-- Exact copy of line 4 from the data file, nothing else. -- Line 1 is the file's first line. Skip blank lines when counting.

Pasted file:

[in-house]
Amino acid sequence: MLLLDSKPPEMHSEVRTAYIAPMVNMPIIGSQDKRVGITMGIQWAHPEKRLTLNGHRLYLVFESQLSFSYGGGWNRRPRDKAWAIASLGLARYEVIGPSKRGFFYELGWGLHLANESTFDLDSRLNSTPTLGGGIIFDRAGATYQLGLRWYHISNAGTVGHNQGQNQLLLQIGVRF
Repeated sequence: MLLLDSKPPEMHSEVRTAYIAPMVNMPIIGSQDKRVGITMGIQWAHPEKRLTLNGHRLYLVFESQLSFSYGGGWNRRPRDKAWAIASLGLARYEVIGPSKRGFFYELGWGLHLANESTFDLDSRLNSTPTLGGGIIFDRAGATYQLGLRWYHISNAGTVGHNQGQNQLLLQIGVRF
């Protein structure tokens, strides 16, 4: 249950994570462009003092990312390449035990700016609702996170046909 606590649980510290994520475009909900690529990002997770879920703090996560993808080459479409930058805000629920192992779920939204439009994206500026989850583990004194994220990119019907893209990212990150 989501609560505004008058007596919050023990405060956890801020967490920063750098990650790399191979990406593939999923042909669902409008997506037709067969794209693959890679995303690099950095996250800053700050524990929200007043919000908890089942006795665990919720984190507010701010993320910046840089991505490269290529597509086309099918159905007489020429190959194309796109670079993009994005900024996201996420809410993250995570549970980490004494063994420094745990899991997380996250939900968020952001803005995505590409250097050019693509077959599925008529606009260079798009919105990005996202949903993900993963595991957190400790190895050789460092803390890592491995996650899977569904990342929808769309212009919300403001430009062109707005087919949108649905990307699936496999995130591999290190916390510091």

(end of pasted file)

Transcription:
């Protein structure tokens, strides 16, 4: 249950994570462009003092990312390449035990700016609702996170046909 606590649980510290994520475009909900690529990002997770879920703090996560993808080459479409930058805000629920192992779920939204439009994206500026989850583990004194994220990119019907893209990212990150 989501609560505004008058007596919050023990405060956890801020967490920063750098990650790399191979990406593939999923042909669902409008997506037709067969794209693959890679995303690099950095996250800053700050524990929200007043919000908890089942006795665990919720984190507010701010993320910046840089991505490269290529597509086309099918159905007489020429190959194309796109670079993009994005900024996201996420809410993250995570549970980490004494063994420094745990899991997380996250939900968020952001803005995505590409250097050019693509077959599925008529606009260079798009919105990005996202949903993900993963595991957190400790190895050789460092803390890592491995996650899977569904990342929808769309212009919300403001430009062109707005087919949108649905990307699936496999995130591999290190916390510091």